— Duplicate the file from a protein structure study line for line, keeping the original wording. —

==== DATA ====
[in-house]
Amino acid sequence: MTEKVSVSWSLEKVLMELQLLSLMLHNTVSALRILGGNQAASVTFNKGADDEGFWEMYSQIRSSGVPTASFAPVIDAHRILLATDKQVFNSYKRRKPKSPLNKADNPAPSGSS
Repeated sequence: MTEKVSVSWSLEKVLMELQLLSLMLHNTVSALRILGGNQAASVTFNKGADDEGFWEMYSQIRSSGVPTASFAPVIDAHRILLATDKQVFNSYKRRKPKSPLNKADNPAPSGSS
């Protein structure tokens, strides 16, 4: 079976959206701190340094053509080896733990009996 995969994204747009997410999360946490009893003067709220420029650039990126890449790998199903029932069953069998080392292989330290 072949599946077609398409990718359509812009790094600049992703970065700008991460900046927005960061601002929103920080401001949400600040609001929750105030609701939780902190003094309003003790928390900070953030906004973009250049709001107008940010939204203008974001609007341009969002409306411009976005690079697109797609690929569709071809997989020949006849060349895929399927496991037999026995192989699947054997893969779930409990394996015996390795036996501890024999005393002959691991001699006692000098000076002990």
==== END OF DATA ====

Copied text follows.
[in-house]
Amino acid sequence: MTEKVSVSWSLEKVLMELQLLSLMLHNTVSALRILGGNQAASVTFNKGADDEGFWEMYSQIRSSGVPTASFAPVIDAHRILLATDKQVFNSYKRRKPKSPLNKADNPAPSGSS
Repeated sequence: MTEKVSVSWSLEKVLMELQLLSLMLHNTVSALRILGGNQAASVTFNKGADDEGFWEMYSQIRSSGVPTASFAPVIDAHRILLATDKQVFNSYKRRKPKSPLNKADNPAPSGSS
């Protein structure tokens, strides 16, 4: 079976959206701190340094053509080896733990009996 995969994204747009997410999360946490009893003067709220420029650039990126890449790998199903029932069953069998080392292989330290 072949599946077609398409990718359509812009790094600049992703970065700008991460900046927005960061601002929103920080401001949400600040609001929750105030609701939780902190003094309003003790928390900070953030906004973009250049709001107008940010939204203008974001609007341009969002409306411009976005690079697109797609690929569709071809997989020949006849060349895929399927496991037999026995192989699947054997893969779930409990394996015996390795036996501890024999005393002959691991001699006692000098000076002990």